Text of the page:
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Ethics: A Brief Overview
Alyse Andalman
Christine Smith
Lindsay Wuller
Refresh our memory…
• Which framework do you think you
use the most?
Having Read the Trolley
• We’re going to take a vote!
• Pre-Historic
– Hunter-Gatherer Behavior
• Mythology
– Hesiod’s Theogony
• Pre-Socratic “Texts”
– Heraclitus and Parmenides
– Not much about Ethics
Socrates & Plato
• Euthyphro Dilemma:
– Is it pious because the Gods love it?
– Do the Gods love it because it’s pious?
• The Theory of the Forms
– The Form of the Good
• That by virtue of which all other Forms
are true qua form
ex. Beautiful (the form) v. beautiful
Socrates & Plato
• The Form Virtue
– Virtue = Knowledge = Happiness
– Being virtuous requires one to tend to the health of
his soul which results in happiness
– Those who know the right thing to do will always
act accordingly
• From the Apology:
No one knowingly harms himself or does evil
things to others because that would harm his
Real World Application
• Is it ethical to give medications to people
who do not have a “disease”?
– Enhancement?
Socrates & Plato
Assumptions and Premises:
• The soul is immortal.
• The body is not immortal.
• THEREFORE, the soul does not permanently
reside in one particular body.
– Parallel to The Matrix : The soul is placed in the
body at the moment of birth and leaves the body at
the moment of death, only to be inserted into
another body
• Ergon: function
• Arete: skill (that allows it to function well)
• Telos: purpose or ultimate end/goal
Example: A knife
Ergon- to cut
Arete- its sharp edge
Telos- to cut steak with clean edges
Per his knowledge of biology, Aristotle
believed in the following, as regards living
– 3 Degrees of Souls
• Nutritive – plants
• Sensitive – animals
• Rational – humans
– The purpose of life is the pursuit of
• Overall happiness, fulfillment, flourishing, doing
well, living to your highest potention
Human Soul:
• Ergon: To live
• Arete: Justice
• Telos: Eudaimonia
According to Aristotle, the just live well and
are happy, but happiness is not the
purpose of life, as later theories might
In summary, his ethical framework consists
of two main principles:
1. Humans must live a life consisting of acting
well according to our natural human
2. Doctrine of the Mean:
• Individuals must act appropriately rational AND
emotional in a given situation.
Real World Application
“Teaser” for next class…
If animals have a different purpose from
humans, does this change the “rules” for
Real World Application
What does Aristotle consider a full human?
How does this impact the way we view
those with mental illness?
Major Ethical Frameworks
• Consequentialism
• Kantianism
• Virtue Ethics
Comparing Ethical
Main Proponents:
• Jeremy Bentham
• John Stuart Mill
“The ends justify the means.”
“All’s well that ends well.”
Basic Tenets:
-The moral worth of an action is to be
judged by its consequences or utility;
intentions do not matter.
-Utilitarianism: The act which is “right” is the
one that provides for the greatest good for
the greatest number—the maximization of
pleasure and the minimization of pain.
Greatest Happiness Principle: “Act so as to
achieve the greatest happiness for the
greatest number”
Problems: How do we calculate happiness?
Is utilitarian calculus inherently flawed?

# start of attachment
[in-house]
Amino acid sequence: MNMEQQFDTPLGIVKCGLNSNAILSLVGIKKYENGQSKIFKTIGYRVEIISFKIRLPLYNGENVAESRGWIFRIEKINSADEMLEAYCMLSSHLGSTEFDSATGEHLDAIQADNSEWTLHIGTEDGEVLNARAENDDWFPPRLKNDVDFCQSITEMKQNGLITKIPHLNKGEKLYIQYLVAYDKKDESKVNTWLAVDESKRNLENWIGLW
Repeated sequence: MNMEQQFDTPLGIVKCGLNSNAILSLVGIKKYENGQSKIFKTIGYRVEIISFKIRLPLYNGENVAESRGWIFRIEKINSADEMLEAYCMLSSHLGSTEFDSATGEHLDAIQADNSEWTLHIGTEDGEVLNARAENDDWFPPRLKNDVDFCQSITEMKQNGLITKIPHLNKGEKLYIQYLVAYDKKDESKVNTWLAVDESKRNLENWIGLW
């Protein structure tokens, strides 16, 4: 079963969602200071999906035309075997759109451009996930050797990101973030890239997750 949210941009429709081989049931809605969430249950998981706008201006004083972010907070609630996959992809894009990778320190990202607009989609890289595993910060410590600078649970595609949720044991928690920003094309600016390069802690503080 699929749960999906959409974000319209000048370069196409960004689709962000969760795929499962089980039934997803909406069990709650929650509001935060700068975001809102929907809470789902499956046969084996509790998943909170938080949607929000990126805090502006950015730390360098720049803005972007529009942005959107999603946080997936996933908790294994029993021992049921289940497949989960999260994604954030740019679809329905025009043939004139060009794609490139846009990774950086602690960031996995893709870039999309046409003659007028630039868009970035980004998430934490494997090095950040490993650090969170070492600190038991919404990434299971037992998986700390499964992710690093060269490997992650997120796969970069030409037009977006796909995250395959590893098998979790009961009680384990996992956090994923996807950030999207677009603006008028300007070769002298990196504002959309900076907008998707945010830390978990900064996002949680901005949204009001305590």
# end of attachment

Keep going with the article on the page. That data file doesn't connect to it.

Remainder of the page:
Can we know the exact consequences of an
action beforehand?
Act Consequentialism:
-Act by act evaluation of what would
provide for the greatest good for the
greatest number (Situational)
Rule Consequentialism:
-There is a given set of rules governing
behavior which maximizes the greatest
good for the greatest number.
Problems with these?
Ethical Egoism:
-The well-being of an individual has more
weight than the happiness of society as a
Ethical Altruism:
-When performing the utilitarian calculus,
you must consider all individuals’ wellbeing equally and always give to others
whenever possible as long as that
provides for the greatest amount of
Kantian Deontology
Main idea:
The only thing which is good without
conditions is good will or rationality.
*If a person with good will cannot
bring about good consequences, the
individual is still acting morally.
Kantian Deontology
According to Kant, we have basic “duties”
that he describes in ethical rules he calls
The First Formulation:
-An individual ought never to act except in
such a way that he could also will that his
maxim become a universal law.
“Will” means to rationally desire
Sustainability & Universalizability
Real World Application
• Suicide
-You cannot rationally will suicide
upon yourself because rationality/the
will desires to preserve itself.
Kantian Deontology
The Second Formulation:
-We ought to treat human beings
always as ends in themselves, never
merely as means to another end.
-e.g. Trolley Problem and the Fat
Real World Application
“Savior Siblings”
-My Sister’s Keeper
W.D. Ross
Prima facie duties
- “Other things being equal”
- “On its first appearance”
- e.g. lying
- not absolute
Virtue Ethics
• We ought to act in accordance with
– Based on rules which govern how we
should act in any given situation
– Ex. Aristotle’s ethical framework
The question remains…
Who decides what is virtuous?
Who decides the rules?
Modern Divide
• Cognitivism: Ethical statements express
propositions that are truth-apt (meaning
they can either be true or false)
• Non-cognitivism: Ethical statements are
not truth-apt, suggesting that moral
propositions reduce to “Boo!” or “Hooray!”
or the expression of an emotion but NOT
something objective in the world.
Moral Relativism
• Different Levels
– Between societies
– Between members of the same society
or group
– Within the same person (intrapersonal)
Real World Example
• Eskimo/Inuit babies
Trolley Problem
• Judith Jarvis Thomson
Do you still believe that you
make decisions based off of
the same ethical framework
as when we started this
Why or why not?